( and Mescaline)

The hallucinogens in 'magic mushrooms'

Paul May
Bristol University

Molecule of the Month October 1999
(Updated July 2017)
Also available: HTML version.

Magic mushrooms

Aztec Cacti

Psilocybin is the main active ingredient in so-called 'magic mushrooms'. It has hallucinogenic properties, and is closely related to mescaline in structure. Both chemicals have been known for centuries by the Aztecs in Mexico, who used them in tribal rites, believing the vivid, colourful hallucinations had religious significance. Indeed, the mushroom was so important to the Aztecs that they named it teonanácatl, meaning "God's flesh" or "God's meat". This mushroom was said to have been distributed to the guests at the coronation of Montezuma to make the ceremony seem even more spectacular. The Aztecs even had professional mystics and prophets who achieved their inspiration by eating other hallucinogenic plants, such as the mescaline-containing peyote cactus (Lophophora williamsii). During the 19th Century, the use of peyote cacti in tribal rituals spread north to the natives of North America, such as the Comanches, Kiowas and the Mescalero Apaches, from where mescaline obtained its name. Over the years, the use of these drugs in religious rites became fused with Christianity, and even today some tribes believe that God put some of His power into peyote, and Jesus was the man who gave the plant to the Indians in a time of need.

Psilocybe semilanceata (Fries) Kummer Peyote
Psilocybe semilanceata (Fries) Kummer
- one of the family of 'magic mushrooms'.
The peyote cactus.
Mescaline is made when the caps, or buttons, are dried and eaten,
brewed into tea or powdered into capsules.

Magic Mushrooms

Psilocybin itself, comes from 'magic' mushrooms (such as Psilocybe mexicana and Stropharia cubensis), several varieties of which grow in temperate regions of the world, including the USA, Europe and the UK. Their use became fashionable in the UK in the 1970s as a 'natural' and legal alternative to LSD. In most countries it is not illegal to possess or consume these mushrooms, however if they are prepared (e.g. crushed or dried), or deliberately cultivated, they then become a Class A drug punishable by imprisonment.

Psilocybin Mescalin
The indole ring is shown in red.
The structure resembling an
indole ring is shown in red.

Brain Food

Psilocybin and mescaline are psycho-active because they closely resemble the structures of neuro-transmitters that convey impulses from one nerve to another, especially in the brain. Examples are serotonin and norepinephrine. The hallucinogenic molecules fit into the same receptors as the neuro-transmitter, and over-stimulate them, leading to false signals being created.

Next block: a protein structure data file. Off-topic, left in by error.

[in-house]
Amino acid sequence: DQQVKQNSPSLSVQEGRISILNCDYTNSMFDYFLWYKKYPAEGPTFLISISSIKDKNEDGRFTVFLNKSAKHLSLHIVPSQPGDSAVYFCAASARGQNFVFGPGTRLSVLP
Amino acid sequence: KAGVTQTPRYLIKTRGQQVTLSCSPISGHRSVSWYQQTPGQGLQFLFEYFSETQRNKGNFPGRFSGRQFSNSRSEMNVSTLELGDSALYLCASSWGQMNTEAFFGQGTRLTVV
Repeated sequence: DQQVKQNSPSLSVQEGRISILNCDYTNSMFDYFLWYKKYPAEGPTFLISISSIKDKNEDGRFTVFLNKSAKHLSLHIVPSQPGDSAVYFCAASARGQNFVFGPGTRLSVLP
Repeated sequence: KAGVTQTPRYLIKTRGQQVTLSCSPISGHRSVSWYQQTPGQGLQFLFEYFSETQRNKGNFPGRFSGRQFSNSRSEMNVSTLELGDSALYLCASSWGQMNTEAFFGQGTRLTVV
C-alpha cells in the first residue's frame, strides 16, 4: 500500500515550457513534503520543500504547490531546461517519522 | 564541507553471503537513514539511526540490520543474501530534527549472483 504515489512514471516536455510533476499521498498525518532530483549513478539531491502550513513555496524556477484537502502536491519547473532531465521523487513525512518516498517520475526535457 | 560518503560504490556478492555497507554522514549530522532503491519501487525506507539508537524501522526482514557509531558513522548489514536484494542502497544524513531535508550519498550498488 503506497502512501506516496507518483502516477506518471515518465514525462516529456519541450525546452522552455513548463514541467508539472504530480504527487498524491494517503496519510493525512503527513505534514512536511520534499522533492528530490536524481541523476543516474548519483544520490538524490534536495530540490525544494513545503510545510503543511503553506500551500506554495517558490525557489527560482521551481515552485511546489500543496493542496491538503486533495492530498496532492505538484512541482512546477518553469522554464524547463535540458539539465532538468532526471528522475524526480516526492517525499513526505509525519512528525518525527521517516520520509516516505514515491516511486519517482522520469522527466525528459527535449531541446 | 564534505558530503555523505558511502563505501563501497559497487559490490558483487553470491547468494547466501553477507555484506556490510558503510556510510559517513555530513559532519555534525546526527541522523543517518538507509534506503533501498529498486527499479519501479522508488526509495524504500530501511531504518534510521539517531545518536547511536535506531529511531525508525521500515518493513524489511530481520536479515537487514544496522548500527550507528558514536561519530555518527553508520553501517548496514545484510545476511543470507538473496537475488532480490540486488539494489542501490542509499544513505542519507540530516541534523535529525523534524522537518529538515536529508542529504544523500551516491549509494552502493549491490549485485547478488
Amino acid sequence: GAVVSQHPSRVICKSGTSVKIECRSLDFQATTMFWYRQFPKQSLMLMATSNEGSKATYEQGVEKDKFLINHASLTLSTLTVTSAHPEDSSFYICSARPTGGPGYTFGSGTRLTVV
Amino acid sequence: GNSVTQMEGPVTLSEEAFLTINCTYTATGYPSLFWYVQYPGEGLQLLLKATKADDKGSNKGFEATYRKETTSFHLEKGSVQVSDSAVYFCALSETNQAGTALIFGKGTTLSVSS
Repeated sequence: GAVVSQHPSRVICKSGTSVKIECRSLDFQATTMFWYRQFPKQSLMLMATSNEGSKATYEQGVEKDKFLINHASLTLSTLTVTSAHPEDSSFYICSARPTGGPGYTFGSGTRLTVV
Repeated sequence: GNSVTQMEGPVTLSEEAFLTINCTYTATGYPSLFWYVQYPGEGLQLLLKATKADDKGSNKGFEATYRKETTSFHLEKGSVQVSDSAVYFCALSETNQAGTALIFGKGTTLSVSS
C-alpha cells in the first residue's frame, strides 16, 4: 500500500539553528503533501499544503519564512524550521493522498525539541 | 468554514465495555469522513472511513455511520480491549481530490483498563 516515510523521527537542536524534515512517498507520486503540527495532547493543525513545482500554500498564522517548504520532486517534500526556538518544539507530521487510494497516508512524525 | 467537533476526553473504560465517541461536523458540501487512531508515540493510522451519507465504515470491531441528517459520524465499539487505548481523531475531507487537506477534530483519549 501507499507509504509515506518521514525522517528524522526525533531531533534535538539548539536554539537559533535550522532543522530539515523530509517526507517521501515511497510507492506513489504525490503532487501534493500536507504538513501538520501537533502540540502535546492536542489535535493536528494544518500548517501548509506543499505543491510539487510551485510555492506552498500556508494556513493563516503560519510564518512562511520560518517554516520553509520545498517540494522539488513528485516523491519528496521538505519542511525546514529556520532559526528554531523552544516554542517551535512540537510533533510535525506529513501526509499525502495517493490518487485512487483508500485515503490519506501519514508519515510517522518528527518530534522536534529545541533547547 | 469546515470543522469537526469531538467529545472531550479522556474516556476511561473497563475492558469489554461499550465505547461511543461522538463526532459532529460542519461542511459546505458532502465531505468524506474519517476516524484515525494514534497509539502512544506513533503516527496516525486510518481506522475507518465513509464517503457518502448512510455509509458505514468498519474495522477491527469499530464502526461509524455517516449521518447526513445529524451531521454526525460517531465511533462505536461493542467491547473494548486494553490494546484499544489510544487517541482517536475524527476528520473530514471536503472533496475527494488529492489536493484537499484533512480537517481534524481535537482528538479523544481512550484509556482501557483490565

Serotonin Psilocin
The indole ring is shown in red
and the amine group in blue.
The hydrolysed form of psilocybin
with the change shown in blue.

Many hallucinogens are variations of important biological substances called indole-amines. These contain an indole ring structure (highlighted in red in all the diagrams), which is simply a 6-membered benzene ring fused to a 5-membered ring containing nitrogen. An example of an important indole-amine is the serotonin molecule mentioned earlier. The main variation is to add a few methyl groups, making the molecule more lipophilic (soluble in fats), and so better able to penetrate the fatty membranes that protect nerves and nerve endings. This allows the molecules to more readily penetrate the central nervous system, and hence makes them more potent. Psilocybin has this indole ring, with a phosphoric acid group attached to it. In the body the phosphoric acid group is oxidised to the hydroxyl compound, known as psilocin, which is equally psycho-active. Mescaline does not have the indole ring, but as shown in red in the diagram above, its structure can be represented so as to suggest its relation to the ring. The most famous hallucinogenic drug, LSD has a complicated structure, but it, too, is based around the indole ring.


Lysergic acid diethylamide - LSD
The indole ring is highlighted in red.

Do these drugs produce “religious experiences”?

Aldous Huxley certainly seemed to think so. In his book ‘Heaven and Hell’ he says, “Reading these accounts [of drug-induced visionary experiences], we are immediately struck by the close similarity between induced or spontaneous visionary experience and the heavens and fairylands of folklore and religion”. Recent double-blind studies support the view that psilocybin can induce experiences similar to mystical experiences and enhance autobiographical recollection. It has potential in psychotherapy either to facilitate the recall of salient memories or to reverse negative cognitive biases. There is evidence that a strong dose of psilocybin can affect personality for a year, possibly for longer. And if psilocybin can produce religious experiences, then it’s quite possible that naturally occurring psychoactive molecules like dopamine or serotonin could do the same, if their concentrations in the brain become unusually low or high for some reason. It could be argued that many of the ancient prophets and mystics revered by different religious all over the world just experienced an imbalance in their brain chemistry, rather than a true supernatural intervention. Either way, psilocybin and other psychoactive molecules are definitely food for thought (literally, one might say!).

The Bernini's statue of the Ecstasy of St Teresa in Rome.
This statue is meant to represent the moment of religious ecstasy when encountering an angel. Or was it an hallucination due to an imbalance in brain chemistry?


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